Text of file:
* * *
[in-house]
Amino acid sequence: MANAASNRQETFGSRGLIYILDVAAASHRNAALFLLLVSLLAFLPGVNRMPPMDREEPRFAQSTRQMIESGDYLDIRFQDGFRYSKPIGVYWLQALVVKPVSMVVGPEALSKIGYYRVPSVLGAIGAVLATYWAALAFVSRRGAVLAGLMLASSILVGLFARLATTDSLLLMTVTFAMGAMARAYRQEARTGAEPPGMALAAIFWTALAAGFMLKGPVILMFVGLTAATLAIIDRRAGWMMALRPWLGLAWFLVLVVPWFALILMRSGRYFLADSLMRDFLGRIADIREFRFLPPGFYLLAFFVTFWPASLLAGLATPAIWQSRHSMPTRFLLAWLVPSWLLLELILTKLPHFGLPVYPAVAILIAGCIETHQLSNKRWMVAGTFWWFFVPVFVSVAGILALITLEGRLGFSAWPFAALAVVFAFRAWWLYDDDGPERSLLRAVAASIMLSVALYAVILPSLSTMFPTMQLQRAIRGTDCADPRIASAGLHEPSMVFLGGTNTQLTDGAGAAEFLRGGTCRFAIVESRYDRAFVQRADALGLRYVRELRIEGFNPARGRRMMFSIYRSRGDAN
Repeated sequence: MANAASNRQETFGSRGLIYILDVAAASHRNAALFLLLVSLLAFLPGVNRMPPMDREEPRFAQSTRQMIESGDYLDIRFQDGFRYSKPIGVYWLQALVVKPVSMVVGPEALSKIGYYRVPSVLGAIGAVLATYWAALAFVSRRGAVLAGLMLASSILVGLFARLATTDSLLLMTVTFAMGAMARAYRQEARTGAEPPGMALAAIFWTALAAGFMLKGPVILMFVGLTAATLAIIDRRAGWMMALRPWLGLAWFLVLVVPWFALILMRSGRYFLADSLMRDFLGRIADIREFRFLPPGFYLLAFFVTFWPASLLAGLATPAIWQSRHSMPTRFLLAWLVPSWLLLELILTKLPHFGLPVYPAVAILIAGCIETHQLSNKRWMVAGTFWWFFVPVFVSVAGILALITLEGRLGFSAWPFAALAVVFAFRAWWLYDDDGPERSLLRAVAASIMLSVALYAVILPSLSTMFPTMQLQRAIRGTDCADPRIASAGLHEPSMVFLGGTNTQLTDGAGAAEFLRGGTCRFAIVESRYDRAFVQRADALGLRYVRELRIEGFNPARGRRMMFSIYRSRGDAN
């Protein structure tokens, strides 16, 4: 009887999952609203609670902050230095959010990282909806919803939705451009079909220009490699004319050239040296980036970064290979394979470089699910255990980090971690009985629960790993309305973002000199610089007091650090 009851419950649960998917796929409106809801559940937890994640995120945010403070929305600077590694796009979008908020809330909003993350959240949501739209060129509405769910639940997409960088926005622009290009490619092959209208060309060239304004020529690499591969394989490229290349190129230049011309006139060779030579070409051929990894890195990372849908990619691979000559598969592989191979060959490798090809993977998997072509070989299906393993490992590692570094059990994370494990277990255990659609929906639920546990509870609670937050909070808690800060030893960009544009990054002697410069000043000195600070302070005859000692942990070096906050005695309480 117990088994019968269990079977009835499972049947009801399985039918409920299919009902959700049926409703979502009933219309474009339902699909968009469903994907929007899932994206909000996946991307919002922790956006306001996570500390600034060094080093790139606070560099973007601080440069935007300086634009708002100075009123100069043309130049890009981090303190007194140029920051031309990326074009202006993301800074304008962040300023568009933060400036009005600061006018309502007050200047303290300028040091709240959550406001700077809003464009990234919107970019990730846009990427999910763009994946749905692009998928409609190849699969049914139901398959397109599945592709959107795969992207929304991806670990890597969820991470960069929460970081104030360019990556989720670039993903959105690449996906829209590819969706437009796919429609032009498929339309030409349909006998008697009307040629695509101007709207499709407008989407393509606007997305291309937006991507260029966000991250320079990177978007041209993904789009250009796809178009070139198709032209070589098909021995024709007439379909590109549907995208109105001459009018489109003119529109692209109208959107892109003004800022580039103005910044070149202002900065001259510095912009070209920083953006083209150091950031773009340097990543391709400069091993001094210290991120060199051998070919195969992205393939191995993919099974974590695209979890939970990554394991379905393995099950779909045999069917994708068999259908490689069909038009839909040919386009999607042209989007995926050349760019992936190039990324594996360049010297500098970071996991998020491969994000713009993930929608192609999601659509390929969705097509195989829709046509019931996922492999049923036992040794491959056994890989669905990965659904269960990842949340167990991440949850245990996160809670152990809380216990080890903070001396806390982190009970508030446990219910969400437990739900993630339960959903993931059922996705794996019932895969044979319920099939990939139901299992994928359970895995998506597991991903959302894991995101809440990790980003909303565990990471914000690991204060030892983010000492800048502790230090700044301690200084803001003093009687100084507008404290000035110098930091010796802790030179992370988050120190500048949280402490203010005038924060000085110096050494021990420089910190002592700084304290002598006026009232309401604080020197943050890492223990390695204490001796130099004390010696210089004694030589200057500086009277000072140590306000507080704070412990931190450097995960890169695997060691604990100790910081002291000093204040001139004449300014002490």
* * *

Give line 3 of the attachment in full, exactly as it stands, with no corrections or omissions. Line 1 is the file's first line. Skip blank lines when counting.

Repeated sequence: MANAASNRQETFGSRGLIYILDVAAASHRNAALFLLLVSLLAFLPGVNRMPPMDREEPRFAQSTRQMIESGDYLDIRFQDGFRYSKPIGVYWLQALVVKPVSMVVGPEALSKIGYYRVPSVLGAIGAVLATYWAALAFVSRRGAVLAGLMLASSILVGLFARLATTDSLLLMTVTFAMGAMARAYRQEARTGAEPPGMALAAIFWTALAAGFMLKGPVILMFVGLTAATLAIIDRRAGWMMALRPWLGLAWFLVLVVPWFALILMRSGRYFLADSLMRDFLGRIADIREFRFLPPGFYLLAFFVTFWPASLLAGLATPAIWQSRHSMPTRFLLAWLVPSWLLLELILTKLPHFGLPVYPAVAILIAGCIETHQLSNKRWMVAGTFWWFFVPVFVSVAGILALITLEGRLGFSAWPFAALAVVFAFRAWWLYDDDGPERSLLRAVAASIMLSVALYAVILPSLSTMFPTMQLQRAIRGTDCADPRIASAGLHEPSMVFLGGTNTQLTDGAGAAEFLRGGTCRFAIVESRYDRAFVQRADALGLRYVRELRIEGFNPARGRRMMFSIYRSRGDAN